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The Characterization and Development of Methylcellulose in Hydrogels

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This report provides information concerning qualities of methylcellulose and how those properties affect further experimentation within the biomedical world. Utilizing the compound’s biocompatibility many issues, ranging from surgical to cosmetic, can be solved. As of recent, studies indicate,

This report provides information concerning qualities of methylcellulose and how those properties affect further experimentation within the biomedical world. Utilizing the compound’s biocompatibility many issues, ranging from surgical to cosmetic, can be solved. As of recent, studies indicate, methylcellulose has been used as a physically cross-linked gel, which cannot sustain a solid form within the body. Therefore, this report will ultimately explore the means of creating a non-degradable, injectable, chemically cross-linking methylcellulose- based hydrogel. Methylcellulose will be evaluated and altered in experiments conducted within this report and a chemical cross-linker, developed from Jeffamine ED 2003 (O,O′-Bis(2-aminopropyl) polypropylene glycol-block-polyethylene glycol-block-polypropylene glycol), will be created. Experimentation with these elements is outlined here, and will ultimately prompt future revisions and analysis.

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2013-05

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NIPAAm co-DEAEMA Hydrogels Prolong Ketorolac Release

Description

NIPAAm co-DEAEMA hydrogels are a potential solution for sustained, local delivery of ketorolac tromethamine. Current methods of postoperative pain management, such as local anesthetics, NSAIDs, and opioids, can be improved by minimizing side effects while still effectively treating severe and

NIPAAm co-DEAEMA hydrogels are a potential solution for sustained, local delivery of ketorolac tromethamine. Current methods of postoperative pain management, such as local anesthetics, NSAIDs, and opioids, can be improved by minimizing side effects while still effectively treating severe and extreme pain. Though high doses of ketorolac can be toxic, sustained, local delivery via hydrogels offers a promising solution. Four ketorolac release studies were conducted using PNDJ hydrogels formulated by Sonoran Biosciences. The first two studies tested a range of JAAm concentration between 1.4 and 2.2 mole percent. Both had high initial release rates lasting less than 7 days and appeared to be unaffected by JAAm content. Tobramycin slowed down the release of ketorolac but was unable to sustain release for more than 6 days. Incorporating DEAEMA prolonged the release of ketorolac for up to 14 days with significant reductions in initial burst release rate. Low LCST of NIPAAM co-DEAEMA polymer is problematic for even drug distribution and future in vivo applications.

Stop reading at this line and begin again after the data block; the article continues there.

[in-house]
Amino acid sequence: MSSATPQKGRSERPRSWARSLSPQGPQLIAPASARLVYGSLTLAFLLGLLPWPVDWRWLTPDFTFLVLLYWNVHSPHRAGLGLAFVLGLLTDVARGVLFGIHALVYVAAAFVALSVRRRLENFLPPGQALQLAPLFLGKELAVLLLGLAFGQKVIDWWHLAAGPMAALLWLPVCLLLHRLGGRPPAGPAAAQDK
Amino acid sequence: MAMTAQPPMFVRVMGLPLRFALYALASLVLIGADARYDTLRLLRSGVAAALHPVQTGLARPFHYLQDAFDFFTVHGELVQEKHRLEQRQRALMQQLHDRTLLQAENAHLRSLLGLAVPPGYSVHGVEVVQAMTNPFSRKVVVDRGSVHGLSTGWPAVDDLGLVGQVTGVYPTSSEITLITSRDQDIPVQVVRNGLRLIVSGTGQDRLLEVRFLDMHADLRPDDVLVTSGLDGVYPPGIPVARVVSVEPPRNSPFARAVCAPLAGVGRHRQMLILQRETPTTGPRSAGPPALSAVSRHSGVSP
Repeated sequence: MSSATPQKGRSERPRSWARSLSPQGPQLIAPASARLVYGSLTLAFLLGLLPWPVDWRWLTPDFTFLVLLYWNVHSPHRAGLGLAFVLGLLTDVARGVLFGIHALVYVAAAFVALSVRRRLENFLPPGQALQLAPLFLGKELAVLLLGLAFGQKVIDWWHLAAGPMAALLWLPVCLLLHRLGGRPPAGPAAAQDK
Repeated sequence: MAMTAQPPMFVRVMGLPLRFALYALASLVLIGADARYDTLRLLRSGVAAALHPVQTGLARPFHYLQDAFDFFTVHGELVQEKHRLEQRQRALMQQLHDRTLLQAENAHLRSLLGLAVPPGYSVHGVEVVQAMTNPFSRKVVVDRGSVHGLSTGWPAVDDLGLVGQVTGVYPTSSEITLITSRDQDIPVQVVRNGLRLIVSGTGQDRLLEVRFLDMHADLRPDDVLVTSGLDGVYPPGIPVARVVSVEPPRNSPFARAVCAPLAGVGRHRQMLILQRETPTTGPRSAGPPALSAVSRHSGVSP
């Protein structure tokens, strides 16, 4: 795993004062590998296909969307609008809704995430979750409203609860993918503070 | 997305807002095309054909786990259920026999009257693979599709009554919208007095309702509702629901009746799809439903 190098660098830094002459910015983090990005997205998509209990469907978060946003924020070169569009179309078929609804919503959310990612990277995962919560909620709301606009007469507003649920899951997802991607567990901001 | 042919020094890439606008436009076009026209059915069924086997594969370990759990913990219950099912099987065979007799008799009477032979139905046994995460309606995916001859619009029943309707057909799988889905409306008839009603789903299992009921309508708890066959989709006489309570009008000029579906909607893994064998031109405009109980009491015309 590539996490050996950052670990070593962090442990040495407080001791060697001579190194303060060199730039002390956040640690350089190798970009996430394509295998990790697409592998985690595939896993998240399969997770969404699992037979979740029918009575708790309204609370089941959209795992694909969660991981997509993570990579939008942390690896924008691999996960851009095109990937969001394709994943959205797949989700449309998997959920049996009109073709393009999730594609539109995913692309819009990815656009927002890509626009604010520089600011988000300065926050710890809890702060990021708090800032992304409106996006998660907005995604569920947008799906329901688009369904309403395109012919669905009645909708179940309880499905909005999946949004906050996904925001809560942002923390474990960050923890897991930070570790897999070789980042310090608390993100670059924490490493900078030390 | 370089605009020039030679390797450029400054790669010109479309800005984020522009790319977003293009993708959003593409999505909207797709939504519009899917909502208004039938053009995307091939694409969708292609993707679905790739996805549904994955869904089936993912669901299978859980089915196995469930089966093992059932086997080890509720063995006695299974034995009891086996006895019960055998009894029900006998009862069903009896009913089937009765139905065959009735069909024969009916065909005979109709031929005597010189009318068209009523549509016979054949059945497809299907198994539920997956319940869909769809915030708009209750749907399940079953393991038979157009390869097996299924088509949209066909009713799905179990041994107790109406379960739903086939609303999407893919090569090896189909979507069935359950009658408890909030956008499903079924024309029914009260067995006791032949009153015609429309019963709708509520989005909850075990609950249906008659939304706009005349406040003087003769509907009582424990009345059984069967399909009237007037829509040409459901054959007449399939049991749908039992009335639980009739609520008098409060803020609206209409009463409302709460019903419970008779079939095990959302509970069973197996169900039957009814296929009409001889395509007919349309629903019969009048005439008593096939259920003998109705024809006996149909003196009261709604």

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Date Created
2020-05

Engineering three dimensional cardiac micro-tissues encapsulated with the co-culture of cardiomyocytes and cardiac fibroblasts

Description

Cardiac tissue engineering has major applications in regenerative medicine, disease modeling and fundamental biological studies. Despite the significance, numerous questions still need to be explored to enhance the functionalities of the engineered tissue substitutes. In this study, three dimensional (3D)